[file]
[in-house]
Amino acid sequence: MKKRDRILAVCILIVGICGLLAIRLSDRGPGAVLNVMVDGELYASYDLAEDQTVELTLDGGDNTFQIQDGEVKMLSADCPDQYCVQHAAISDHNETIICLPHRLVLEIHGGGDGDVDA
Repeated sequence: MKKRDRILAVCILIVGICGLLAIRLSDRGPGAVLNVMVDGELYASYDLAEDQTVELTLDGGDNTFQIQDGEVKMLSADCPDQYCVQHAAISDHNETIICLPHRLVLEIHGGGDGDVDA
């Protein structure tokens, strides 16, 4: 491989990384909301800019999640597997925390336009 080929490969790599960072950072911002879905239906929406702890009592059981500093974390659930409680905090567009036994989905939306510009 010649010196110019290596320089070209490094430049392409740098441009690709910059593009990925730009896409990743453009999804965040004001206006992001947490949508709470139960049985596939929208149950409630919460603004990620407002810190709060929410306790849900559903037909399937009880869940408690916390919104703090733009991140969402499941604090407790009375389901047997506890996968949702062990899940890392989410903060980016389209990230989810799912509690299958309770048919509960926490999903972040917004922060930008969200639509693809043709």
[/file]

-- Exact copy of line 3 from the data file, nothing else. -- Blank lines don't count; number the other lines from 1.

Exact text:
Repeated sequence: MKKRDRILAVCILIVGICGLLAIRLSDRGPGAVLNVMVDGELYASYDLAEDQTVELTLDGGDNTFQIQDGEVKMLSADCPDQYCVQHAAISDHNETIICLPHRLVLEIHGGGDGDVDA